Broomstick: Personal Reflections of Leonie Kramer by Leonie Kramer

Reviewed by
November 2012, no. 346

Broomstick: Personal Reflections of Leonie Kramer by Leonie Kramer

Reviewed by
November 2012, no. 346

Broomstick: Personal Reflections of Leonie Kramer has been some years in the writing, and is published now only with the assistance of Leonie Kramer’s friends, former colleagues, and daughters, with the delay ultimately due, the Preface informs us, to the progression of the author’s dementia. As the memoir of a very public figure whose name and decisive actions marked the national fields of broadcasting, the academy, and corporate boardrooms across the final decades of the last century, Broomstick might have promised to be of interest both to general readers and to social or cultural historians. And as the memoir of one of Australia’s most outspoken, even infamous conservatives, it might also have been expected to provoke some controversy, to reopen debates perhaps, to antagonise, or to consolidate and confirm positions and views.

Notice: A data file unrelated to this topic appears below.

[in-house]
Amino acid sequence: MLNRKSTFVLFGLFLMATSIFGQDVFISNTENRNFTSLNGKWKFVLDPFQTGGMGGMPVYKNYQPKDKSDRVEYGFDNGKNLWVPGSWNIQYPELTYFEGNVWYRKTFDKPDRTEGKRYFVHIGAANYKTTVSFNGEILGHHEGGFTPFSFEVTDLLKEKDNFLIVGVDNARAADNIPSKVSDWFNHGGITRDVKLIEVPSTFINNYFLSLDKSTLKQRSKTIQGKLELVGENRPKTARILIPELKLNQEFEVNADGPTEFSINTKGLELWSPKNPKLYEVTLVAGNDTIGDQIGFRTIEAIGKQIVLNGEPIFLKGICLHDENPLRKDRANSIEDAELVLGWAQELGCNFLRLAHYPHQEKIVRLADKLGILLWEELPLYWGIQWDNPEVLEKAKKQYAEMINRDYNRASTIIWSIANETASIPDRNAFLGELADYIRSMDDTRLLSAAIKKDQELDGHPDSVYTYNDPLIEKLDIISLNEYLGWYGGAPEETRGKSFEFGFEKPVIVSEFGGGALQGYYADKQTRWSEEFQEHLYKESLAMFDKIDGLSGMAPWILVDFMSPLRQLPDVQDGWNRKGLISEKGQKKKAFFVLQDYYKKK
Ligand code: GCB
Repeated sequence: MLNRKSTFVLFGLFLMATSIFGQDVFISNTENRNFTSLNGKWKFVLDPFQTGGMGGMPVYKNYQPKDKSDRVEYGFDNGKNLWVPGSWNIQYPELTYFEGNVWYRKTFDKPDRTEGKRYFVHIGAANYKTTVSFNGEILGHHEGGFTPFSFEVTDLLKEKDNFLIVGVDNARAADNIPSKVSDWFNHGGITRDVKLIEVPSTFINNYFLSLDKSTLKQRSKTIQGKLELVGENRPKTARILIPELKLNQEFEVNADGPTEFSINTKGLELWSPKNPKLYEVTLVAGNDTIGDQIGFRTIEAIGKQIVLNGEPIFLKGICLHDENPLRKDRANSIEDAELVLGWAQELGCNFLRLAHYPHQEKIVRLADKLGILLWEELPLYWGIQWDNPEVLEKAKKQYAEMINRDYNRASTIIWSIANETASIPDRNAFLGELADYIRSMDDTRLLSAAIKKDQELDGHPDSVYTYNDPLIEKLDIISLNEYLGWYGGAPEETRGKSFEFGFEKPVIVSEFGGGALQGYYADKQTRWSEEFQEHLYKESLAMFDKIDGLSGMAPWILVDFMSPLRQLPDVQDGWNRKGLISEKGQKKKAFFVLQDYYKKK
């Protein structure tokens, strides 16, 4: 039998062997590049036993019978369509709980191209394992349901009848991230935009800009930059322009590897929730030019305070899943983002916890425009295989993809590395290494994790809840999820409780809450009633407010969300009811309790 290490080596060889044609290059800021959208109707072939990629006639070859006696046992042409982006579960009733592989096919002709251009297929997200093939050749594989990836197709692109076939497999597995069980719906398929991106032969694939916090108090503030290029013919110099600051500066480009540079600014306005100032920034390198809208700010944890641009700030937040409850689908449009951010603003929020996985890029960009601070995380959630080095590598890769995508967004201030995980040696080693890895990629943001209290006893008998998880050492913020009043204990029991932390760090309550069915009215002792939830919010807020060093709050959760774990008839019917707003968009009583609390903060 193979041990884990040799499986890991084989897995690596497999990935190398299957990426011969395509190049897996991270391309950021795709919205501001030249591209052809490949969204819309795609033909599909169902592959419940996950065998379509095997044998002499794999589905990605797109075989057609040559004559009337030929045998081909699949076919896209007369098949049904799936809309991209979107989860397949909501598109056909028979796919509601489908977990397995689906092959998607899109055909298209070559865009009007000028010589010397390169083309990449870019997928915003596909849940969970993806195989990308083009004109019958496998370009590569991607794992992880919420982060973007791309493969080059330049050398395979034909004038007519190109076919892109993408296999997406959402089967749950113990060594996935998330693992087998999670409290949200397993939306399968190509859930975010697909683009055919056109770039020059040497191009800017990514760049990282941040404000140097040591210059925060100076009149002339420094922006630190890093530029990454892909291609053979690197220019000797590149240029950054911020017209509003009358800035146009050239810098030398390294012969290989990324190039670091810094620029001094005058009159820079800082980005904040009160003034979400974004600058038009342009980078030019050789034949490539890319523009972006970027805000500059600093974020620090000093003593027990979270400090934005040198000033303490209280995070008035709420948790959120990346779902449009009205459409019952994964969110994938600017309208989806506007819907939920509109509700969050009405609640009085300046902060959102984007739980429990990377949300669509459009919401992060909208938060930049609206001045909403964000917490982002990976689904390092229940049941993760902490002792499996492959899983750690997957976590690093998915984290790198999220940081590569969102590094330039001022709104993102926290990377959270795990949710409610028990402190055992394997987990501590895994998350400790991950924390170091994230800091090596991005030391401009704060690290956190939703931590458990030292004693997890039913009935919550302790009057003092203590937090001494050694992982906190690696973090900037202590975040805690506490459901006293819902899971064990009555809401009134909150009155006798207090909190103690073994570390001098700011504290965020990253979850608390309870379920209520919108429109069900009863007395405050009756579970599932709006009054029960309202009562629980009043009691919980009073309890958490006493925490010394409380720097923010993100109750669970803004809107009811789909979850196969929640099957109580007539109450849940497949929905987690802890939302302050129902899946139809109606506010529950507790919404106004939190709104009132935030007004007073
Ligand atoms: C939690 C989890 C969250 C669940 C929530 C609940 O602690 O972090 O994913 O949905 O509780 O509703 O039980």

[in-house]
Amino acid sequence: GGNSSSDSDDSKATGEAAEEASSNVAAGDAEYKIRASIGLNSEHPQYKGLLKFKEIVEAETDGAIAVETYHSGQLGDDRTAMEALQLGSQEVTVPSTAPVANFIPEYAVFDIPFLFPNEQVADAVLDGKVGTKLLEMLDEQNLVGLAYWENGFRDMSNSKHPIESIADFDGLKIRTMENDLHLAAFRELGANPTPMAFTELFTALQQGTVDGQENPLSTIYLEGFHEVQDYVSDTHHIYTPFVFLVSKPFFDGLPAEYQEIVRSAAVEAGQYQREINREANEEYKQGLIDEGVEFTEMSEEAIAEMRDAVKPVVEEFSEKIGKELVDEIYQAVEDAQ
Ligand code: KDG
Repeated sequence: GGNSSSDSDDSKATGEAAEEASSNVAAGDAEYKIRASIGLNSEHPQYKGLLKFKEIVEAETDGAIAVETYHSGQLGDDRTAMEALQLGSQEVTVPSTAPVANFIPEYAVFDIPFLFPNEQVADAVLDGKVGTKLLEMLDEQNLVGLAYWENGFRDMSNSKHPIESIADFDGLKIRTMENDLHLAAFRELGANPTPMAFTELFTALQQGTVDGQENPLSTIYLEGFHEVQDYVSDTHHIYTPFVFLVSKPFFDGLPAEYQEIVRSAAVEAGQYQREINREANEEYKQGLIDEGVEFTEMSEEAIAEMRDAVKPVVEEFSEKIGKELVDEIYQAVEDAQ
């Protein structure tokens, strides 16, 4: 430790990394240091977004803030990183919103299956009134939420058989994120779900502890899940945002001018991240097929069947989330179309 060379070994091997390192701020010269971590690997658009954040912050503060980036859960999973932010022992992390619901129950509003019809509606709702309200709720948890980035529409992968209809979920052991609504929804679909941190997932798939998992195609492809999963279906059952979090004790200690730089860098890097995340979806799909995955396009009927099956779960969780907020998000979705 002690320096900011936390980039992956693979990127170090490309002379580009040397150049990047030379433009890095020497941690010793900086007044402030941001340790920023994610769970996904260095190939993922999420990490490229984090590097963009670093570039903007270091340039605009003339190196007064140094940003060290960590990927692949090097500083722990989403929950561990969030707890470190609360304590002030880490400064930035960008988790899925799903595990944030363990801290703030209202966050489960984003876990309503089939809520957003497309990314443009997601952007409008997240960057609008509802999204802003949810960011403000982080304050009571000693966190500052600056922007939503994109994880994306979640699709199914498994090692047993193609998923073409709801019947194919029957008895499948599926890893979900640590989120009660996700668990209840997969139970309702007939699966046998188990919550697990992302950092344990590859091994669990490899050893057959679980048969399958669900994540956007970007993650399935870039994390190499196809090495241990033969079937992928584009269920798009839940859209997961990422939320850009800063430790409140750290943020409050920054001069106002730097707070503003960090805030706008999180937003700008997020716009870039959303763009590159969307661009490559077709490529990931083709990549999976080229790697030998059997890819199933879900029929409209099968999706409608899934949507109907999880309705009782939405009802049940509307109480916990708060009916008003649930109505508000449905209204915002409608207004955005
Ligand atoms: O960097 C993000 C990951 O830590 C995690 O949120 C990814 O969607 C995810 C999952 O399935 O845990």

From the New Issue

You May Also Like

Leave a comment

If you are an ABR subscriber, you will need to sign in to post a comment.

If you have forgotten your sign in details, or if you receive an error message when trying to submit your comment, please email your comment (and the name of the article to which it relates) to ABR Comments. We will review your comment and, subject to approval, we will post it under your name.

Please note that all comments must be approved by ABR and comply with our Terms & Conditions.